abstracts regarding coffee research from the
North American Ornithological Conference, 2006
population declines of Cerulean Warbler
population, few studies have examined this species on both breeding and
wintering grounds. Our study investigates 1) density and reproductive
success related to forest management in southern Ohio, and 2) density
and persistence in primary forest and shade coffee plantations in the
Venezuelan Andes. On the breeding grounds, variation in density was
best explained by differences in forest structure, especially canopy
structure. From 2004-2005, estimates of daily nest survival (n = 53
nests) for forests adjacent to clearcuts was 0.957 (� 0.013 SE)
compared to 0.974 (� 0.009 SE) when surrounded by unharvested forest,
which translate to large differences in nest survival over a 25-day
nesting period (i.e., 33.7% compared to 51.8%). Preliminary results
from the wintering grounds suggest that shade coffee may provide
critical habitat for overwintering Cerulean Warblers. From December
2005 � February 2006, densities of Cerulean Warblers were higher in
shade coffee plantations than primary forest at similar elevation. Of
20 Cerulean Warblers captured in shade coffee plantations, 18 of these
individuals were resighted 1-11 times after the initial banding event,
data, which will ultimately be used to estimate, overwinter survival.
Gonzalez-Leal, C, A., Consejo Regulador del Cafe, A. C., Xalapa, Mexico, firstname.lastname@example.org; Salas-Bueno, A., Consejo Regulador del Cafe, A. C., Xalapa, Mexico, email@example.com; Montejo-Diaz, J., Endemicos Insulares, A.C., Veracruz, Mexico, firstname.lastname@example.org; McAndrews, A. Endemicos Insulares, A.C., Veracruz, Mexico, email@example.com; Martinez-Gomez, J. E., Endemicos Insulares, A. C., Veracruz, Mexico, firstname.lastname@example.org
The certification process that guarantees high quality coffee and its denomination of origin promotes the protection of cloud forest because it requires the use shade trees. The Consejo Regulador del Caf� collaborates with ca. 1000 farms in Central Veracruz covering 17,130 hectares, of which: 70% are under medium shade trees (4-10 meters tall), 20% under tall shade trees (>20 meters) and 10% under short shade trees (<4 meters). The region of Zongolica excels in the use of tall shade trees composed of original cloud forest. The Consejo Regulador del Caf� aspires to certify coffee production in another 111,000 hectares located in mountainous regions of central Veracruz favorable for high quality coffee. The combined area of certified coffee plantations and those with potential for certification (128,130 ha) is slightly greater than that of El Triunfo Biosphere Reserve (119,000 ha). The conservation of cloud forest helps protect a diversity of endemic and migratory bird species such as Bearded Word-Partridge, Sumichrast�s Wren, Golden-cheeked Warbler, Blue-winged Warbler, and Wedge-tailed Sabrewing. Extensive cattle pastures and sugar cane plantations have greatly reduced potential habitat for numerous forest-restricted species. Coffee plantations with native tree cover provide one of the last refuges for these and many other vertebrates.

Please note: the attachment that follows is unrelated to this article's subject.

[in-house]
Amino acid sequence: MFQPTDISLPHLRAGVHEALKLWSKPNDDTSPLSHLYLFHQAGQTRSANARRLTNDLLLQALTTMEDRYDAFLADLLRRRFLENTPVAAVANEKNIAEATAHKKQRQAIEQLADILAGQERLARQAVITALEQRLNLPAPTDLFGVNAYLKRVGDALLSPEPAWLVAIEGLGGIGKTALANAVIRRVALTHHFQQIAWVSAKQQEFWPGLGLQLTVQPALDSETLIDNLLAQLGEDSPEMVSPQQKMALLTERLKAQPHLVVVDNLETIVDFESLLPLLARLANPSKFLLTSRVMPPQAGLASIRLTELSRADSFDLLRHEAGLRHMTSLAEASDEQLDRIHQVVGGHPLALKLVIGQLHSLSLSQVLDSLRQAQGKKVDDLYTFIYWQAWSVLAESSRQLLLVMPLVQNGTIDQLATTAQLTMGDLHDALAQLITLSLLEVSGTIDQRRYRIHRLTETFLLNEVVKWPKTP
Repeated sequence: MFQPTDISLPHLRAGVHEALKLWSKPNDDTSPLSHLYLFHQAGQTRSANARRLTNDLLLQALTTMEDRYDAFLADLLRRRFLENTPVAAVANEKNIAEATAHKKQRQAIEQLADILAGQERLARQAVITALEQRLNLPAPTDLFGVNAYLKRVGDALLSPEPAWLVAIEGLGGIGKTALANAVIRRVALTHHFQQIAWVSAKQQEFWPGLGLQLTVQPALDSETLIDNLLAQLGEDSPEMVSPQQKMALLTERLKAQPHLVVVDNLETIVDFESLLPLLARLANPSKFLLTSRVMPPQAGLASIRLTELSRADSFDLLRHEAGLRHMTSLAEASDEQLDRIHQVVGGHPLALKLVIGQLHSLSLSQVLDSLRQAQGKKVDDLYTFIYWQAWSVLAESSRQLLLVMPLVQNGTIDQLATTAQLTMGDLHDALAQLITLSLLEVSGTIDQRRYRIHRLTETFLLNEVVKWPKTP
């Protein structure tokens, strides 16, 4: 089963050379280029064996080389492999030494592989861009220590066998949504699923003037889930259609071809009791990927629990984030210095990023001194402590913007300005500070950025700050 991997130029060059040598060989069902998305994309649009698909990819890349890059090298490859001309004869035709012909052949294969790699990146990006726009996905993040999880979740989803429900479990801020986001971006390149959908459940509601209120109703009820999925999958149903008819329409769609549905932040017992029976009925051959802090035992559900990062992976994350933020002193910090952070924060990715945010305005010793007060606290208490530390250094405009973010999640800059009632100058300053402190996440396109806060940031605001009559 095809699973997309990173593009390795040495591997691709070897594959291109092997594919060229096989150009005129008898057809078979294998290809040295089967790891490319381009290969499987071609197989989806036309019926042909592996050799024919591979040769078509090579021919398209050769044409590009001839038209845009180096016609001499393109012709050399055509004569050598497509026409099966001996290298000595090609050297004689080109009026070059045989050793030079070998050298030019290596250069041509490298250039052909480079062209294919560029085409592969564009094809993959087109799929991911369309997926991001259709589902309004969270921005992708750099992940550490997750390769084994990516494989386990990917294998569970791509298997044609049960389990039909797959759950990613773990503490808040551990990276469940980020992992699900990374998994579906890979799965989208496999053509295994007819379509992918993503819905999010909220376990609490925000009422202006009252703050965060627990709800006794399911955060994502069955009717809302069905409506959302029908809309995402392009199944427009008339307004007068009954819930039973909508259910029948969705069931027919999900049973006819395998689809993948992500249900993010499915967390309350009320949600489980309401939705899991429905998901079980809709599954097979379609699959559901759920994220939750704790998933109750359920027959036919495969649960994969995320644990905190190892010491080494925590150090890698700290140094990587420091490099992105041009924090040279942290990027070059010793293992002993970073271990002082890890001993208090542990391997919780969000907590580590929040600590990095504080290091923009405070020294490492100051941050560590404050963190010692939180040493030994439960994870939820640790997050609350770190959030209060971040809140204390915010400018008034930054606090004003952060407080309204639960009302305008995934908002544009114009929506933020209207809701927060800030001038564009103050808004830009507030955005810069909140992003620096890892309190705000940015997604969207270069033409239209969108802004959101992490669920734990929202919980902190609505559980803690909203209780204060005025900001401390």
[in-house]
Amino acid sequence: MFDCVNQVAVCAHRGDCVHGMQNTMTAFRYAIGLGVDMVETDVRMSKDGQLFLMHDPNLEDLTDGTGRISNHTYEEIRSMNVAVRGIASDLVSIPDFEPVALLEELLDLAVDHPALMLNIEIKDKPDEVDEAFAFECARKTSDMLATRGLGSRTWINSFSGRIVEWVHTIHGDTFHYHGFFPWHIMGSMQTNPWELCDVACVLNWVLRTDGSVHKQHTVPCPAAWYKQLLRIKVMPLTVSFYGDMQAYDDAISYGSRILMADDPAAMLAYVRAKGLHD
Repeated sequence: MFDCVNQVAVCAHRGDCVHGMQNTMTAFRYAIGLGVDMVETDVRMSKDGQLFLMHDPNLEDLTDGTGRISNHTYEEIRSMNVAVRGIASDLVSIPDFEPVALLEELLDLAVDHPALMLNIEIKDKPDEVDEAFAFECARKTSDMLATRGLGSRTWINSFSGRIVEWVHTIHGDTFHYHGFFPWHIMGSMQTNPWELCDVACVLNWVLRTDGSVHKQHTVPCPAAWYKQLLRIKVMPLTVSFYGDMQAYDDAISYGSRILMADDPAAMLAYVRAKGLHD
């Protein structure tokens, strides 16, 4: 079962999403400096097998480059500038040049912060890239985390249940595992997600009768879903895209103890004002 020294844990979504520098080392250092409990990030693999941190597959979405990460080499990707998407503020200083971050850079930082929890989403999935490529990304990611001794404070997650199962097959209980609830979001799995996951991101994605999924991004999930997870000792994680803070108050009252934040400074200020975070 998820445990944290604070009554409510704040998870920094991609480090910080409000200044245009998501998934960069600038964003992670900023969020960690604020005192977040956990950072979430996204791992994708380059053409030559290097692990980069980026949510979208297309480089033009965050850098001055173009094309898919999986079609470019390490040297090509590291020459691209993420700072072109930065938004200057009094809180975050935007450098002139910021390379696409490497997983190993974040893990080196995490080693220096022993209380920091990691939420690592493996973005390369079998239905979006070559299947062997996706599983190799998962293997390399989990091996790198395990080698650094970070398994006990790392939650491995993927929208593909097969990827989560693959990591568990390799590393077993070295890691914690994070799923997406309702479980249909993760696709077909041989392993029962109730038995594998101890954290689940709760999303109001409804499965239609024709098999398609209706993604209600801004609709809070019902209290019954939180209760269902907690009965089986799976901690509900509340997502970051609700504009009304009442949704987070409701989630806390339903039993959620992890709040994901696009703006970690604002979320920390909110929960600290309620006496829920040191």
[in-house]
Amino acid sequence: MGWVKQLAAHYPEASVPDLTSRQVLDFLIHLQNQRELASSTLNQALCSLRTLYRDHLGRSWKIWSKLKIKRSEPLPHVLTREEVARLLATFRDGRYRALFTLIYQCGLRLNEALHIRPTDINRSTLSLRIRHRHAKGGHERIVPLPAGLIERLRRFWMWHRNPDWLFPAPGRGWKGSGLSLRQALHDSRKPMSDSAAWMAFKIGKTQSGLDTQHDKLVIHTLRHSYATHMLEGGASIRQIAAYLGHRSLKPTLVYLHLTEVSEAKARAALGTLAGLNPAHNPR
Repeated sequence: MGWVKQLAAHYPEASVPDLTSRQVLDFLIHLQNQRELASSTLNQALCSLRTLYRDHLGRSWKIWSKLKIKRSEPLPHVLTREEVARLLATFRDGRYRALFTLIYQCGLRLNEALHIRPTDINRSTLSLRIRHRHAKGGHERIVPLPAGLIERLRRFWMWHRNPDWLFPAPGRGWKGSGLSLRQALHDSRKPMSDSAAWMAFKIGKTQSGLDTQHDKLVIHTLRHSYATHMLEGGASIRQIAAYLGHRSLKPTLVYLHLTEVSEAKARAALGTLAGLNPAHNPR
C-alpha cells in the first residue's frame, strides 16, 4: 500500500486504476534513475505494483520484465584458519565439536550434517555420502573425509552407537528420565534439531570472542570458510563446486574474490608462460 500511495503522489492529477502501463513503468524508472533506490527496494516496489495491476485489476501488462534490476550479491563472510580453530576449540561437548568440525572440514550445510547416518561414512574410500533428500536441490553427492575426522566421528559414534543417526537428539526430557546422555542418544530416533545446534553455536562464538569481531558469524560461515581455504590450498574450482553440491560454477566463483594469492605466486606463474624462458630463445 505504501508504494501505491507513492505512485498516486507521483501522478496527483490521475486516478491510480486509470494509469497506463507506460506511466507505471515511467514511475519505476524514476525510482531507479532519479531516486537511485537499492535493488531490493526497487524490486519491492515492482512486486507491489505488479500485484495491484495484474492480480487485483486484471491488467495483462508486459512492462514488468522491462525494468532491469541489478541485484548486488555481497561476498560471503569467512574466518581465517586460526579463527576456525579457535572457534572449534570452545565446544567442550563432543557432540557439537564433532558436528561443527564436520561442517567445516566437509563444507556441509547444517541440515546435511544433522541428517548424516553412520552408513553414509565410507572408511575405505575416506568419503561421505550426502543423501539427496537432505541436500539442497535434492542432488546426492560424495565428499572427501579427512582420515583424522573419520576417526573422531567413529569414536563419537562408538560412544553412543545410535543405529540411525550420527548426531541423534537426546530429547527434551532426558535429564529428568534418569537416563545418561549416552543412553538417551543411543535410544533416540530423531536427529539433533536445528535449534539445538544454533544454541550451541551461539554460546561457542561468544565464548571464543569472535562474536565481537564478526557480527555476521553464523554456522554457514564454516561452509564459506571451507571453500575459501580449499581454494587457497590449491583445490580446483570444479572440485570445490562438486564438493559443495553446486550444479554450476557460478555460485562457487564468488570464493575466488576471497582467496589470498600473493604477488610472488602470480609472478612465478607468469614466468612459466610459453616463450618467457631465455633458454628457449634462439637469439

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TRADITIONAL COFFEE PLANTATIONS:
SUITABLE HABITAT IN THE ANTHROPOGENIC MATRIX FOR NEOTROPICAL RESIDENT AND
Leyequi�n Abarca, E., Resource Ecology Group, Department of Environmental Sciences, Wageningen; University, Wageningen, Netherlands, Euridice.Leyequien@wur.nl; L�pez de Aquino, S., Museo de Zoolog�a �Alfonso L. Herrera�, Facultad de Ciencias UNAM, Mexico City, Mexico, email@example.com; De Boer , F., Resource Ecology Group, Department of Environmental Sciences, Wageningen University, Wageningen, Netherlands, Fred.deBoer@wur.nl
Habitat loss and fragmentation by wide-spread
deforestation are major causes threatening the Neotropical avifauna. The study
area is located in a shade coffee region in the north-eastern mountain range
of Puebla, Mexico, representing an important forested agricultural land cover.
The study region is currently suffering an increasing land conversion leading
to habitat loss for the avifauna. We found that traditional shade coffee areas